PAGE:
Mar 4, 2019
3,754
2,728
In a galaxy far, far away
The photos clearly show that this is a SemaConnect station. It looks like it may require an RFID card or app to activate it (I've got a SemaConnect app on my own phone, but I don't think I've ever had to use it, myself.)
I noticed that I also already had a SemConnect account, I believe before getting an EV, to be ready and familiar with using public L2 chargers.


When looking at the App, I noticed that, in my area, several groceries stores provide such public L2 chargers


So I guess, best would be, using a smartphone NFC reader and App, to check
if this particular SemaConnect charger is still active (energized and connected to the Internet).
 
Last edited:

SpaceShipDrvr

Member
Aug 1, 2021
96
118
Eureka, CA
Personally I would forget about the conventional wisdom of plugging in every night. In fact, with a long range EV I actually advise against it. The battery is happiest at 50% state of charge, so if you are constantly running it between 70-80% (or higher), that does add stress to the battery (probably not enough to worry about, but still). I basically charge my car once a week during the pandemic, and when I was going into the office it was once every 4 days or so.

From page 158 of the Owner's Manual for a Model Y:

About the Battery
Model Y has one of the most sophisticated battery
systems in the world. The most important way to
preserve the Battery is to LEAVE YOUR VEHICLE PLUGGED IN when you are not using it.
This is
particularly important if you are not planning to drive Model Y for several weeks.
NOTE: When left idle and unplugged, your vehicle
periodically uses energy from the Battery for system
tests and recharging the 12V battery when necessary.There is no advantage to waiting until the Battery’s
level is low before charging. In fact, the Battery
performs best when charged regularly

RPTEV, your advice goes directly against Tesla recommendations. Do you have data to back up your assertion?

It is my observation that a lot of recommendations for how to treat a Tesla vehicle batteries are based on ”old wife tale“ experiences based on other/older battery technologies. But if there actual data to back it up, it cannot be ignored.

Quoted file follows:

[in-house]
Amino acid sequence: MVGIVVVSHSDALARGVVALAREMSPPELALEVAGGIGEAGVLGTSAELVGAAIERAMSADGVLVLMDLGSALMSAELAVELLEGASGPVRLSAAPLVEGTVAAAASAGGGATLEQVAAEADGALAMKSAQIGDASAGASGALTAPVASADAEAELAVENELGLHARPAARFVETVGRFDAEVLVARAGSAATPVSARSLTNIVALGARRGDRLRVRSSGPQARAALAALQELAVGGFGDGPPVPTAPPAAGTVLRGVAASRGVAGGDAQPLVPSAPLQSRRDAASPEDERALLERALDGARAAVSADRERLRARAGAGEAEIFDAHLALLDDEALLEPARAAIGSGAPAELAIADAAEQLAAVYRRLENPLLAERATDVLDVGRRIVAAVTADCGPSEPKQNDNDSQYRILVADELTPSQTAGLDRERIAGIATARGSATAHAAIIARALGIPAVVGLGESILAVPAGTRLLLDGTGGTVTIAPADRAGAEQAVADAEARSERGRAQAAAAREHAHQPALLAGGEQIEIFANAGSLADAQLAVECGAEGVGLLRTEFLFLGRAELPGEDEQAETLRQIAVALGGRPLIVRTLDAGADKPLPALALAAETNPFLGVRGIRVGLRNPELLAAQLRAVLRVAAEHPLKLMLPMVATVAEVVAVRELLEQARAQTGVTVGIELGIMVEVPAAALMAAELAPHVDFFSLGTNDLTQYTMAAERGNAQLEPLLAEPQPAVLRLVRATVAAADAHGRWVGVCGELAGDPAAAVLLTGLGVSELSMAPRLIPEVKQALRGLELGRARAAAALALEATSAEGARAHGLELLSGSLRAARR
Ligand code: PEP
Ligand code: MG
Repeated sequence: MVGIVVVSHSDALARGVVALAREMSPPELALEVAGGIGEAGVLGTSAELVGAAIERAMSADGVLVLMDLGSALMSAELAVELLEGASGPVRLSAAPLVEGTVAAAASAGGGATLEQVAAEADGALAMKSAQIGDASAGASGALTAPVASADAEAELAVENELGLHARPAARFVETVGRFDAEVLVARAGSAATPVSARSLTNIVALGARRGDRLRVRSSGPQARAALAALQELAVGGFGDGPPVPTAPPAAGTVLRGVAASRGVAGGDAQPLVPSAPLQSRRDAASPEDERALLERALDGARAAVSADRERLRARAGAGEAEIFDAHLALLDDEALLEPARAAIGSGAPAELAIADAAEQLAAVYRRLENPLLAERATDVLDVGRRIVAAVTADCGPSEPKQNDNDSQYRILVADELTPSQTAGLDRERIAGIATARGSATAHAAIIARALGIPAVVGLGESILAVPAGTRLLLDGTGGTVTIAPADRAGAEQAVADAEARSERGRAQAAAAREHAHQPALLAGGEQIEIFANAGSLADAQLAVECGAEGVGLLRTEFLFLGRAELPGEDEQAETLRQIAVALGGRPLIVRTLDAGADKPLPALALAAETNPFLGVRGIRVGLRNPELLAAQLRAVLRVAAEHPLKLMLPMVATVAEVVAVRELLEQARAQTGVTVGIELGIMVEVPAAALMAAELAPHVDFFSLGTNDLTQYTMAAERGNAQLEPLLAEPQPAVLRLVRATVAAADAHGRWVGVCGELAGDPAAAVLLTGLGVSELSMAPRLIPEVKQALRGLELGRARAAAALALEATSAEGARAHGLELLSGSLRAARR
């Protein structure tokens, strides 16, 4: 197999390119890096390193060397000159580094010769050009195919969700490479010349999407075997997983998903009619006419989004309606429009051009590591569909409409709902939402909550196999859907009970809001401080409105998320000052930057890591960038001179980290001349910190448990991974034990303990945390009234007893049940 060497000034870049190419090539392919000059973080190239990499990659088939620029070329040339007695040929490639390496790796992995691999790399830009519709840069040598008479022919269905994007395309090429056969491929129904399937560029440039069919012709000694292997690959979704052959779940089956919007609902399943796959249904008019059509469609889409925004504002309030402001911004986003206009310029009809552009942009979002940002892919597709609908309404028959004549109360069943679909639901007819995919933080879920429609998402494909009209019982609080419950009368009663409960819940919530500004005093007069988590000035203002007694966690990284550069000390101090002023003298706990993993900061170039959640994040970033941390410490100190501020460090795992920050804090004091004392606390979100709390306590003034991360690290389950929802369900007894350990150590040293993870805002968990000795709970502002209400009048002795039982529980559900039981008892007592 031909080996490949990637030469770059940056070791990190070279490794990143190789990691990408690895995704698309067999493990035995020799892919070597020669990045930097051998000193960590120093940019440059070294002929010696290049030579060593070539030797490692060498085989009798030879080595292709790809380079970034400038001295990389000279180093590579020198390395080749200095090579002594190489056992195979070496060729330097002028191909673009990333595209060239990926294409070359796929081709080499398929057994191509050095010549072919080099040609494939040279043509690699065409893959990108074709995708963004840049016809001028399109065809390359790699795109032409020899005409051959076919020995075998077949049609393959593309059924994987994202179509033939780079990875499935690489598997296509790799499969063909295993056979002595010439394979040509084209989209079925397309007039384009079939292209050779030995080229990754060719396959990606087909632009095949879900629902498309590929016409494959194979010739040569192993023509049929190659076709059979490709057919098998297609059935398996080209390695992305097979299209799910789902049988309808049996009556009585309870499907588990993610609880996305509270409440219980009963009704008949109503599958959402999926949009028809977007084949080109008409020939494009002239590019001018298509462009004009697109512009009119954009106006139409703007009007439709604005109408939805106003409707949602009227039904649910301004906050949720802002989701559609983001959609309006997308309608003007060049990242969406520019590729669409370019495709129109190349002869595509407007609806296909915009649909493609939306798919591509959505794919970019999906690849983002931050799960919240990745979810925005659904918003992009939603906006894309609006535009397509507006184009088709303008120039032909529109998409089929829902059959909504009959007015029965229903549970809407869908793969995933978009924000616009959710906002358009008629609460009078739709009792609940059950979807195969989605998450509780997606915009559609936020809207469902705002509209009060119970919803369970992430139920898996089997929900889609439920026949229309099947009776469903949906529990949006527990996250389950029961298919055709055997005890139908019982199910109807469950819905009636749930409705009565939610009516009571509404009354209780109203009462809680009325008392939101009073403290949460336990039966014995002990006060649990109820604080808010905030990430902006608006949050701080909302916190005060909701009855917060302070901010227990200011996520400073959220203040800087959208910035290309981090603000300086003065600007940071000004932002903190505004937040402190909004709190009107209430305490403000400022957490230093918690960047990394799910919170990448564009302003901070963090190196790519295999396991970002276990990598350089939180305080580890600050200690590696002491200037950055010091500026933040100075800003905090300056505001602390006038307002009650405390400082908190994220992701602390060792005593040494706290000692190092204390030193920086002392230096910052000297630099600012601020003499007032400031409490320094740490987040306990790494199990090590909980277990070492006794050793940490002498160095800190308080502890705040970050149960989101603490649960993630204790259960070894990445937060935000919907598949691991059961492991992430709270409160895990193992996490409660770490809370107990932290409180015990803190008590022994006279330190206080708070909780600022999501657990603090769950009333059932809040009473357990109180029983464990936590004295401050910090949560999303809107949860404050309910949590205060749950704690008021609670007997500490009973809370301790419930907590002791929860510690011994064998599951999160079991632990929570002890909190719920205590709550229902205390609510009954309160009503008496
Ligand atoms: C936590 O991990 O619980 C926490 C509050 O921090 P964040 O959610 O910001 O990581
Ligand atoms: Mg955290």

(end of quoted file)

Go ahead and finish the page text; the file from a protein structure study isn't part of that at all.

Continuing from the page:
RTPEV

Active Member
Mar 21, 2016
1,116
1,313
Durham, NC
RPTEV, your advice goes directly against Tesla recommendations. Do you have data to back up your assertion?

It is my observation that a lot of recommendations for how to treat a Tesla vehicle batteries are based on ”old wife tale“ experiences based on other/older battery technologies. But if there actual data to back it up, it cannot be ignored.
Yes: my TeslaFi battery report:

1629234210303.png

And here is my July Recurrent battery report:
1629234304708.png

other than a few brief forays under 30%, I keep my battery well within the recommended 30-80% range, and at an ideal 50% average state of charge.

I honestly think that the "always plug it in" is more geared towards newbies that forget to plug their cars in and Tesla doesn't want to have them have a bad experience with running out of charge one day because they forgot to plug in the night before. Also for those in extreme hot or cold climates, it probably helps to use shore power instead of the battery for thermal management.

The one thing I will agree with on the Tesla recommendation is to have it plugged in to avoid the battery from being bricked due to vampire drain if you don't use it for 3-4 weeks, but even during the height of the pandemic, my car only sat unused for a week at the longest, and the vampire drain was not sufficient to put my car in the danger zone. If your car is sitting long enough to drop from 80% to 2% from vampire drain, well that's a completely different story!
 

RTPEV

Active Member
Mar 21, 2016
1,116
1,313
Durham, NC
Here is another source: a very good Jack Rickard archive video I just came across. I've set the start time of this share to the "punch line", but I would recommend taking a look at the entire Jack Rickard segment where he goes into the theory of operation of Li-ion batteries as that material is helpful background information that will provide the foundation for the claims the paper he references makes. Jack's segment starts at 21:08.


Here is a link to the paper he references: http://komar.in/files/JensGroot.pdf

A few notes:
  1. First note that Jack is (was) a slow speaker...you will probably want to watch this at higher than 1X speed!
  2. Even though he doesn't look the part, Jack knew a LOT about battery technology. IMO his credentials as a battery expert are well-established, so I do take what he says seriously.
  3. That said, this is an old video, and the cited paper is a graduate student thesis paper from 2012, so certainly there could be new research and technology these days that renders this research obsolete, but with my own experience, backed up by the other material that Jack introduced earlier in the video (specifically causes of degradation), lead me to believe that the recommendation to avoid the extreme ends of SOC is still relevant.
 

TomServo

Active Member
Apr 10, 2014
1,657
1,093
Belleville IL
I would find the entity that manages this charger and get more info. Some folks use EV charging spots as their own personal parking spot regardless of charging status.